Quote from: David Pilling on September 13, 2023, 05:46:10 PMIn a field where consistency is required over 10's of years, or 1000's of years if you're talking about storing the waste, politicians whose views change every few years are in charge.

Sad, but true.  The US tried to construct a high level radioactive waste disposal site in Nevada at Yucca Mountain for commercial and government spent fuel rods. It was contested from the get go, ran about a decade of development, then was shut down by not being funded in the 2011/2012 timeframe.

"This leaves the United States government (which disposes of its transuranic waste from nuclear weapons production 2,150 feet (660 m) below the surface at the Waste Isolation Pilot Plant in New Mexico)[7] and American nuclear power plants without any designated long-term storage for their high-level radioactive waste (spent fuel) stored on-site in steel and concrete casks (dry cask storage) at 76 reactor sites in 34 states."


No alternative storage site has been proposed to my knowledge.  It is a big safety and security concern that there is so much high level radioactive waste in temporary storage at reactor sites scattered around the country.  "Clean" nuclear energy in the form of new nuclear power plants cannot proceed until this issue is satisfactorily addressed. 

How about harnessing the tidal power at the Bay of Fundy to make electricity?

David Pilling

Quote from: Bern on September 14, 2023, 09:51:47 AMHow about harnessing the tidal power at the Bay of Fundy to make electricity?

"The world's largest tidal range of 11.7 metres (38.4 feet) occurs in Bay of Fundy, Canada, a similar range is experienced at Ungava Bay also in Canada and the United Kingdom regularly experiences tidal ranges up to 15 metres (49 feet) between England and Wales in the Bristol Channel."

It is another mystery why the UK has never exploited its tidal power.

When I was a lad the "Morecambe Bay Barrage" was the thing, building a big dam across an estuary to provide a shorter road to the North, generate tidal power, reclaim land and be home to a couple of nuclear power stations. I wrote essays on how the nuclear warmed water could be used for fish farming.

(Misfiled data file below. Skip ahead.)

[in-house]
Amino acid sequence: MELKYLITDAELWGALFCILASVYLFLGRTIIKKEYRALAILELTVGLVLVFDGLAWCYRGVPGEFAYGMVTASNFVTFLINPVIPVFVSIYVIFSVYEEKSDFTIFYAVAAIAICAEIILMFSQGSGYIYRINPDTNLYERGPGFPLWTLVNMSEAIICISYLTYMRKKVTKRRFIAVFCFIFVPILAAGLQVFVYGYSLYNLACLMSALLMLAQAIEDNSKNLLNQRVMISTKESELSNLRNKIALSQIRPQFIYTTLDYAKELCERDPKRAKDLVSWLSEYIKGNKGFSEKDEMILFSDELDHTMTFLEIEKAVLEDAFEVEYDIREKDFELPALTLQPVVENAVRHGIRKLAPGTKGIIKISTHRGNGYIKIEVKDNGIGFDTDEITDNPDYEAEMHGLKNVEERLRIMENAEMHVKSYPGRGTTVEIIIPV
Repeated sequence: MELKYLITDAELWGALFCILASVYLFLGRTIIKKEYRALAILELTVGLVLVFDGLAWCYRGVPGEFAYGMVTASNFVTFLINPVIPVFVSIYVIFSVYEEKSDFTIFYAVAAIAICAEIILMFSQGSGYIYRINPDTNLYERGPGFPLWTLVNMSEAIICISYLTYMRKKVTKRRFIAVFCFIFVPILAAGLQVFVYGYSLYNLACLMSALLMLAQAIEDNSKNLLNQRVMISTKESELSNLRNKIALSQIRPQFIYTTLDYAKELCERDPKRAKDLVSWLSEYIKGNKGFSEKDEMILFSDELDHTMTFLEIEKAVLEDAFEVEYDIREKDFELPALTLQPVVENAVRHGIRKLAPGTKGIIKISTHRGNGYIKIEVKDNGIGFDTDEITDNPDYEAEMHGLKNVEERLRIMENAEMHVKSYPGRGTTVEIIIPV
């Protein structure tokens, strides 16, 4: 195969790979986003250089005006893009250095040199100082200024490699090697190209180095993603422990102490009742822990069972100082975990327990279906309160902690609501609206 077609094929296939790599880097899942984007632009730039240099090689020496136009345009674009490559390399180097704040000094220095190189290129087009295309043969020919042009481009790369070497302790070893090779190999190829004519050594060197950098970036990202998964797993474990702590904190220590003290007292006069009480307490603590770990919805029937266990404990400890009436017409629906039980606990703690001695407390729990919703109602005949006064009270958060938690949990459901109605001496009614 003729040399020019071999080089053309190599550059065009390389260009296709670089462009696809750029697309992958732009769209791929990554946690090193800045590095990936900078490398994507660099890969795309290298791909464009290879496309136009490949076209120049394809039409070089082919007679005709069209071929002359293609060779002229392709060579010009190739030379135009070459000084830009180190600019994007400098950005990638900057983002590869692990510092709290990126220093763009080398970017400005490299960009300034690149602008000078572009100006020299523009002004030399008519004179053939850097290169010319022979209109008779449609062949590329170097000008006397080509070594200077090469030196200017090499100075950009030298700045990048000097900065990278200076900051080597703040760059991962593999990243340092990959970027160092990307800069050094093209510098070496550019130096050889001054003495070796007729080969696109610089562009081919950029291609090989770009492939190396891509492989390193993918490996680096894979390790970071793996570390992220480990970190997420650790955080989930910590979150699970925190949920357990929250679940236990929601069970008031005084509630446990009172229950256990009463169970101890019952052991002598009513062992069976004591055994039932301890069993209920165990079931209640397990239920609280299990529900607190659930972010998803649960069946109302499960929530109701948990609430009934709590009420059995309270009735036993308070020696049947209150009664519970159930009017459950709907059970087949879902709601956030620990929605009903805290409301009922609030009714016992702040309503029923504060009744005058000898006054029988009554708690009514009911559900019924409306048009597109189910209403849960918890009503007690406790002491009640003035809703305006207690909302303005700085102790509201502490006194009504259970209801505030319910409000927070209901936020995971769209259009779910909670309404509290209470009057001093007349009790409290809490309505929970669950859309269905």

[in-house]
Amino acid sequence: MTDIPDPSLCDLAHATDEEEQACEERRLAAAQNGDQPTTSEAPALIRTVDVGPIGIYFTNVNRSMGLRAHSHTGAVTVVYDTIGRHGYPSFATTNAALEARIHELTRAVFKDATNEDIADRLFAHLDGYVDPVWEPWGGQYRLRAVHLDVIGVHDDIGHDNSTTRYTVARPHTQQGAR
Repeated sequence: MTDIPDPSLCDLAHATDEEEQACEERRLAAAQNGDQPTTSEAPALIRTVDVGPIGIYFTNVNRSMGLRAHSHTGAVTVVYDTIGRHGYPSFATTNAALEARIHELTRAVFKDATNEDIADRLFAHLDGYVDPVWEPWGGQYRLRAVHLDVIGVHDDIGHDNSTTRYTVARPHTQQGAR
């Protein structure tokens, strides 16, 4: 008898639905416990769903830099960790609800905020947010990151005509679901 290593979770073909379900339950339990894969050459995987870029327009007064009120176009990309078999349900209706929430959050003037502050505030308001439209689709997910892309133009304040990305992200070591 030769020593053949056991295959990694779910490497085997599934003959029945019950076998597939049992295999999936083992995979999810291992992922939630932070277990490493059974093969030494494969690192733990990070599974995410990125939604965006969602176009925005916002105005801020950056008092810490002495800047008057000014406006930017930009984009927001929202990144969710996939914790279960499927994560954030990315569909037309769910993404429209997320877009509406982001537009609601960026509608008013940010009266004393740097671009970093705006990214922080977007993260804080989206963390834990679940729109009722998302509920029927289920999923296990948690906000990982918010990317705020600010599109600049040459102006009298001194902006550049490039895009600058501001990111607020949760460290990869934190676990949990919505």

Politicians are frightened of such schemes. Our old friend Boris Johnson decided to build a railway line from London to the North (there already is one, you say, knocked together 200 years ago). Ah but this is HS2, a 125 MPH railway that will take 30 years and cost many billions of pounds to complete. Every few years a report comes out and they shorten the line. By the time it is finished it will reach the outskirts of London.

Environmentalists who are busy tearing down sea defences dating back 100s of years would not permit any of the grand tidal power plans, or even small ones.

There was more belief in technology in the 1960s, ask Miss BOMARC.


I've seen the Bay of Fundy.

Quite a sight when the tide is out and the wharfs are so high
Arnold T.
North East USA


Quote from: Arnold on September 14, 2023, 07:24:58 PMQuite a sight when the tide is out and the wharfs are so high

The Bay of Fundy also experiences a tidal bore on incoming tides. Apparently, it is quite a sight to see.

"During a tidal bore, a standing wave of water occurs at the front of the incoming tide. This wave travels upstream at speeds that can reach 15km per hour and against the natural current in the Bay of Fundy."


You can even book an adventure with an outfitter who will take you on a rafting trip to ride the tidal bore there. It looks like great fun!




Quote from: David Pilling on September 14, 2023, 01:34:28 PMThere was more belief in technology in the 1960s, ask Miss BOMARC.

Here's the real story behind Miss BOMARC. It's worth a quick read and Fran (Miss BOMARC) turned out OK.


Nuclear tipped interceptor missiles, not so OK.

David Pilling

Interesting story about Miss BOMARC.

If they had any left in inventory they could send them to Ukraine. Probly they'd work against drones.

"British-supplied Storm Shadow cruise missiles were the key element of a highly sophisticated Ukrainian air and sea attack this week that represented the most powerful strike against Crimea since the war began."


What a surprise. A predicted rainy day has now transformed into a tropical storm. Wind gusts Saturday night will be almost 40 mph. I'll be bringing my tall plants inside for the duration. I am right in the path of the center of the storm.  At least it is not a hurricane.



There's nothing like a tropical storm to focus the attention of gardeners in its path. Potential tropical cyclone #16 will bring high winds, heavy rain, coastal flooding, and inland flooding for a large swath of the mid-Atlantic states for the next day or so.  Here's what I'll be experiencing in Williamsburg, Virginia. It's time now to move some plants into the garage for safe keeping.